That was 1950 and led to the emergence of the principles of self-rule, self-reliance and self-development in Chinese Christian churches. Around two-thirds of Christians at that time subscribed to this “independence under communist rule”. Patriotism, cutting of ties with Western churches and an anti-US campaign for example quickly became part of official Chinese Christianity. During the cultural revolution from 1966-1976 the Christian churches were closed and religious activities banned. The restoration of these arrangements started again in earnest in 1980.

The 200 000 or so Christians who did not subscribed to this independence under communist rule, formed the backbone of the house churches. The book “Acquinted with Grief” by Alan Harvey describes the role of Wang Mindao, also called the “Dean of the House Churches” and the founder of the Chinese Church in Christ. Wang was arrested and imprisoned for over twenty years up to his release in 1980. He argued that if Christians would go in a union with the state, ideological pressure would gut the church of its message and mission.

In the early 1980’s thousands of house church leaders were sent to labour camps. Up to 1989, two years before Wang’s death, pressure on the house churches has eased. In the build-up to the Tiananmen Square incident in 1989, the ruling Party’s influence eroded and Christian churches grew. Interpreted as a challenge to authority, house church leaders were once again under threat and house church leaders were send to labour camps (2001) or even executed (2006).

It appears as if the communist state wants to portray a sense of tolerance, but at times startle with their fierce crackdowns on those who are independently organised.This includes the house churches, but also other so-called ‘evit cults’ such as the Fulan Gong.

Understanding these contradictory signals from the Party would require a deep study on its roots. One explanation is that an off an atheistic and materialistic state irked by the superstition and anti-scientific behaviour of ‘evil cults’. At a deeper level I think it has all to do with an uncontrollable grass-roots influence on society which seems to challenge the authoritarian and nationalistic nature of the Party. China wants to be the best and biggest in the world, an urge born from sources such as the historical oppression of Chinese by foreigners, the failure of Mao’s 20th century communism and the human urge for absolute power. Earlier rebellions were at times associated with some form of Christianity as well.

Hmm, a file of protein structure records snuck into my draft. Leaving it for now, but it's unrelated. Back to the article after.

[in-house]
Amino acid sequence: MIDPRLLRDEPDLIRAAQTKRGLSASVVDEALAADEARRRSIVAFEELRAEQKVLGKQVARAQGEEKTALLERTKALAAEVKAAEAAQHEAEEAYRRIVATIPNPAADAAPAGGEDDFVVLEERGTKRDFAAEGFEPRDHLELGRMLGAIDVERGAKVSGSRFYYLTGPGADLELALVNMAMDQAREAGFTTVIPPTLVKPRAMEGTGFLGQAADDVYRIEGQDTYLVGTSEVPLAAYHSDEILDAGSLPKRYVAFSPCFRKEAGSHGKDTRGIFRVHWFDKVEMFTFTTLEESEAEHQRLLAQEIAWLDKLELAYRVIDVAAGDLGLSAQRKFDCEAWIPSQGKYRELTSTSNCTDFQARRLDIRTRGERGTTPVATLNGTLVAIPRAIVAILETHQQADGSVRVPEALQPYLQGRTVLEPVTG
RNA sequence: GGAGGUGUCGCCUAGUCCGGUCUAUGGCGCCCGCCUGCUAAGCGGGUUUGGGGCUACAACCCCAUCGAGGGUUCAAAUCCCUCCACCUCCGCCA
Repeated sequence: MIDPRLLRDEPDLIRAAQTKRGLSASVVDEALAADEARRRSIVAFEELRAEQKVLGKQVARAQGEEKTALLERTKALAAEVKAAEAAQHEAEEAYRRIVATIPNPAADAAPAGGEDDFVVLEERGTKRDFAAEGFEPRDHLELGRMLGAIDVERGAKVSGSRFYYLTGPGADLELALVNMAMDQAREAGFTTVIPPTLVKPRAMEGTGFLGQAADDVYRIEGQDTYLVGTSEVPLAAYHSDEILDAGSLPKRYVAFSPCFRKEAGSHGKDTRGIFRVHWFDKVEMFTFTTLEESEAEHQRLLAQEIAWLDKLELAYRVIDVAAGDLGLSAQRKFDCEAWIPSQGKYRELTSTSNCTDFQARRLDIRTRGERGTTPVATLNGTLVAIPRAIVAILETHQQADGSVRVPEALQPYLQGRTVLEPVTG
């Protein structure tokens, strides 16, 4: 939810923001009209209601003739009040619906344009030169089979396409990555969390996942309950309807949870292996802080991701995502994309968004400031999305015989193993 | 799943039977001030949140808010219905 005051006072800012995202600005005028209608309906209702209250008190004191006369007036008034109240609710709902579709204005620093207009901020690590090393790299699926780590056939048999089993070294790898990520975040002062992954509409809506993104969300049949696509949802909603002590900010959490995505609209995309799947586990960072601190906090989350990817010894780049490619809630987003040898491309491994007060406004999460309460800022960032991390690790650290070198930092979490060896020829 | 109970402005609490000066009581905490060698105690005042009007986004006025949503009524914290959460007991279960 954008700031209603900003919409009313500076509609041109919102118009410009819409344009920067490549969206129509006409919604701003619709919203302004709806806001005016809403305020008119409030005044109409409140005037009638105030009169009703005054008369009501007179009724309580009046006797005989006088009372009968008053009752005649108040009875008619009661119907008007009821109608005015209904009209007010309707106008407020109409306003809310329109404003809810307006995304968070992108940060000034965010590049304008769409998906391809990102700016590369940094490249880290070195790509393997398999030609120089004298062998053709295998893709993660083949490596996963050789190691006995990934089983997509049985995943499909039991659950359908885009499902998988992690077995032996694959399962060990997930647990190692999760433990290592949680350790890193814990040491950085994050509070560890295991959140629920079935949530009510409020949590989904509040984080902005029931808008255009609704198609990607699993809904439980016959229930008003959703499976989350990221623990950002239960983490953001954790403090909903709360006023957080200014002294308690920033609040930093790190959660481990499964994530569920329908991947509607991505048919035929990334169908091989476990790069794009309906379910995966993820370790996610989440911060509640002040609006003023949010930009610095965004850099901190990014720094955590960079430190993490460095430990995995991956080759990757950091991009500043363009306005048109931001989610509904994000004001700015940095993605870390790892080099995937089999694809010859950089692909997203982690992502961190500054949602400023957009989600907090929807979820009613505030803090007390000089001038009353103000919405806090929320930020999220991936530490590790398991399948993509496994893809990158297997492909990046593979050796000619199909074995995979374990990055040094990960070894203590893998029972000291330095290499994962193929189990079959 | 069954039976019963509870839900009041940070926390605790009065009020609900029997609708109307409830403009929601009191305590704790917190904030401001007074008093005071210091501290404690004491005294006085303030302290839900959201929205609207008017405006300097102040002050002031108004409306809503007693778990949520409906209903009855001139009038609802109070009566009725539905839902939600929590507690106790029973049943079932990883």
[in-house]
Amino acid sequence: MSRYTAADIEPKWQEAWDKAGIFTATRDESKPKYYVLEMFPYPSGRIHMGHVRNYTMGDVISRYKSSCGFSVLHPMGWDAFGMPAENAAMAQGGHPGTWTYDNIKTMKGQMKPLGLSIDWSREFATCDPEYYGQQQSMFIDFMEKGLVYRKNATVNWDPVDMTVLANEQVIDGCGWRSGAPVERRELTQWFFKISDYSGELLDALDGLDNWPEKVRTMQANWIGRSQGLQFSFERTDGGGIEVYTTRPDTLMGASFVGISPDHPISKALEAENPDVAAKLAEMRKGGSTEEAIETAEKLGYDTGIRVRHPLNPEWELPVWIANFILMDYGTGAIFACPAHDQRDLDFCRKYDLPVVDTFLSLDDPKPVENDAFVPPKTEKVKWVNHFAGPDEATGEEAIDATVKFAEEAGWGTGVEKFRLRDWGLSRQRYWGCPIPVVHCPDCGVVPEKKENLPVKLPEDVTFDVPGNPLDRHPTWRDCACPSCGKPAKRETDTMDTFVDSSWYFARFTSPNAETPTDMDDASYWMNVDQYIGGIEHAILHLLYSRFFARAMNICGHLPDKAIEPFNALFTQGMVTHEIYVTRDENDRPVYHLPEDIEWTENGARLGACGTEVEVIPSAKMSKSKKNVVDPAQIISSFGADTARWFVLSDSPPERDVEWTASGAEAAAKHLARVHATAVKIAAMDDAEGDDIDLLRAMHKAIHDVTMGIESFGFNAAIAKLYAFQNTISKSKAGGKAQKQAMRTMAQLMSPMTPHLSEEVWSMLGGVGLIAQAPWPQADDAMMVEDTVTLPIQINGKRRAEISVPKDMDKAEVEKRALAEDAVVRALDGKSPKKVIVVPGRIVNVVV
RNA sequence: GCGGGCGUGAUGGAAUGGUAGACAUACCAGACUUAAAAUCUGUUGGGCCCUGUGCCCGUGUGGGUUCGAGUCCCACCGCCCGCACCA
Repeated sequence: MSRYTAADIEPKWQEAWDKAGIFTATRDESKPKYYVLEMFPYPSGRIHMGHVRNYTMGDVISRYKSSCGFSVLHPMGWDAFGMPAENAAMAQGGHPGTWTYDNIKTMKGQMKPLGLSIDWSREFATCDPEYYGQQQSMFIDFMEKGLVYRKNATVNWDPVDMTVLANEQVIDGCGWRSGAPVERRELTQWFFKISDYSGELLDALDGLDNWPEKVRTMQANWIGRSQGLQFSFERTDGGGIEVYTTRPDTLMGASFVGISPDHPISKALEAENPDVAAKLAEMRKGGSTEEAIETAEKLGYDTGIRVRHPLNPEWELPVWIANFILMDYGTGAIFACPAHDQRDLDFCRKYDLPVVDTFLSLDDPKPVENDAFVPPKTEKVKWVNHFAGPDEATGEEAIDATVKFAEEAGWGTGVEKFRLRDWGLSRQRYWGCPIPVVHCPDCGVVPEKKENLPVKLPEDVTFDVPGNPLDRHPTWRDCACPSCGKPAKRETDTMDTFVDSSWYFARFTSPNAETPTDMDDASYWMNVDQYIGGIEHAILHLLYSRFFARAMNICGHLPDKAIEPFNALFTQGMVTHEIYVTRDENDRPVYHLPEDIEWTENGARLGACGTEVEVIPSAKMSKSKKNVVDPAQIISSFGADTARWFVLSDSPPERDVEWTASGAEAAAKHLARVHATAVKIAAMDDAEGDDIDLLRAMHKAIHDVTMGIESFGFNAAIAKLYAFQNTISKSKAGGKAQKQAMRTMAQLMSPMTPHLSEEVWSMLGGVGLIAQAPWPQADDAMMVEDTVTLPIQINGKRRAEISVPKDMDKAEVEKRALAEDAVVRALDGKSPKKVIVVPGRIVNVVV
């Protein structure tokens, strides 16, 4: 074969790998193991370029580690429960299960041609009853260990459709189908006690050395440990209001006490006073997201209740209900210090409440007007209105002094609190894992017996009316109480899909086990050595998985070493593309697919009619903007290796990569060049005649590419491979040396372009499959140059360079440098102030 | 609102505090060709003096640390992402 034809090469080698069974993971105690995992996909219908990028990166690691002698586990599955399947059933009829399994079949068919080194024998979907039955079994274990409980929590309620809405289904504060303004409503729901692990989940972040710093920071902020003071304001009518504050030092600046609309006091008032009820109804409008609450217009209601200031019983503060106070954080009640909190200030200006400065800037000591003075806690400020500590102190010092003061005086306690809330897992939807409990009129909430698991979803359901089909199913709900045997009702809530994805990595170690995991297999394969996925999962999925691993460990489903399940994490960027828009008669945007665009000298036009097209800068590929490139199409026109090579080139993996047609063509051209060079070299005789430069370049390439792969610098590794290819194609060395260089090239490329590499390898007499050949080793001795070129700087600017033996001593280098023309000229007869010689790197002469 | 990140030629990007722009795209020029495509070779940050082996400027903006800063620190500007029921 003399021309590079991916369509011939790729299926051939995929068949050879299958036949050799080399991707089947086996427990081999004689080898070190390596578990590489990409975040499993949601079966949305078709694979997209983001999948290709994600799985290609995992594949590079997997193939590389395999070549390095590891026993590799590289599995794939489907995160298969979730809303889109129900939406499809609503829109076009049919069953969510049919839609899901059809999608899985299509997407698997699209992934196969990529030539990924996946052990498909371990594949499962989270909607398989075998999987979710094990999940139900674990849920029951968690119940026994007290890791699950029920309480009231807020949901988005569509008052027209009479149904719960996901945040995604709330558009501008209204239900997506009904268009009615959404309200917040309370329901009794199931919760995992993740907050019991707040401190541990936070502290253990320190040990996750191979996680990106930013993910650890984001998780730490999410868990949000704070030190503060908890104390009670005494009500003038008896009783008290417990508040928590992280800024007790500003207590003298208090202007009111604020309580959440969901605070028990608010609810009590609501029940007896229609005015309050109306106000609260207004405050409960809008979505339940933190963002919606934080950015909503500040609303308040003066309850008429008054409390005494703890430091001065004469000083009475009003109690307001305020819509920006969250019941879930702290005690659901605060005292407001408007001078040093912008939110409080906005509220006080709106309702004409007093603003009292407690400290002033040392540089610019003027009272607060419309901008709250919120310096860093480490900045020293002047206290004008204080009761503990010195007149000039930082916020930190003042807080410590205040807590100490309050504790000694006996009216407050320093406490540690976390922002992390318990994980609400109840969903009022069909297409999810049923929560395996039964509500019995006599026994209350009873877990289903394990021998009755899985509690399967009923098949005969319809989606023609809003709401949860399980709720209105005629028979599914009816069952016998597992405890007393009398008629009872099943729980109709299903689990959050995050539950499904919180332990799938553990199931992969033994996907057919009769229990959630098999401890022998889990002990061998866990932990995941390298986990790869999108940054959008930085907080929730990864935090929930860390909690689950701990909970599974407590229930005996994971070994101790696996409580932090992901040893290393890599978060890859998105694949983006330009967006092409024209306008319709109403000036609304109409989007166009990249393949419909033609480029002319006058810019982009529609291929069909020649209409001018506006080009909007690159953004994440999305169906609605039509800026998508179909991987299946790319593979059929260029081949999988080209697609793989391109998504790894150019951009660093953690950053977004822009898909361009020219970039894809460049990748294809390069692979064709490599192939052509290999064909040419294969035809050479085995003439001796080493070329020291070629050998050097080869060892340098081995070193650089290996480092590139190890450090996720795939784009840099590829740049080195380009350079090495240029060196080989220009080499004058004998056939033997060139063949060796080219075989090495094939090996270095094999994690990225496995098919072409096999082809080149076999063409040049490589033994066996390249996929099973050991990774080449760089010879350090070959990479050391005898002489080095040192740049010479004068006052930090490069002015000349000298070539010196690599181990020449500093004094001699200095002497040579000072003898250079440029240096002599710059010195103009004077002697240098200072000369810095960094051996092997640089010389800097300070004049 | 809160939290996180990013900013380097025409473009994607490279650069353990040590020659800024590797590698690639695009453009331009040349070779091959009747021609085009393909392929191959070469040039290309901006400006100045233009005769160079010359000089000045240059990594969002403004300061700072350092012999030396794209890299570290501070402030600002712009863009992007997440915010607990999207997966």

In such a context it is not a big step to reason that Christianity, if not contained within and submerged to the purpose of the Chinese state, will be a potentially destructive social force that Party leaders will have to deal with. Given the nature of Chinese ambition, the history of rebellion, the eroding powers of the Party internally, the rise of Christianity and the rise of Chinese power internationally one can reasonably expect a continuous heavy hand on Christians who function independently from the state-controlled churches.

This is not the only way though. One can only hope that the churches will be allowed to show what it really means to be Christian in this world. If Christian house churches are allowed to practice their believes in the open, it will be for all to see that this is not a revolutionary challenge to the state. I agree with Thomas Harvey that the Party leadership need to think seriously about giving Christians freedom to really be self-organised, self-ruled and self-reliant. This will be a tell-tale investment in the harmonious society they so much want.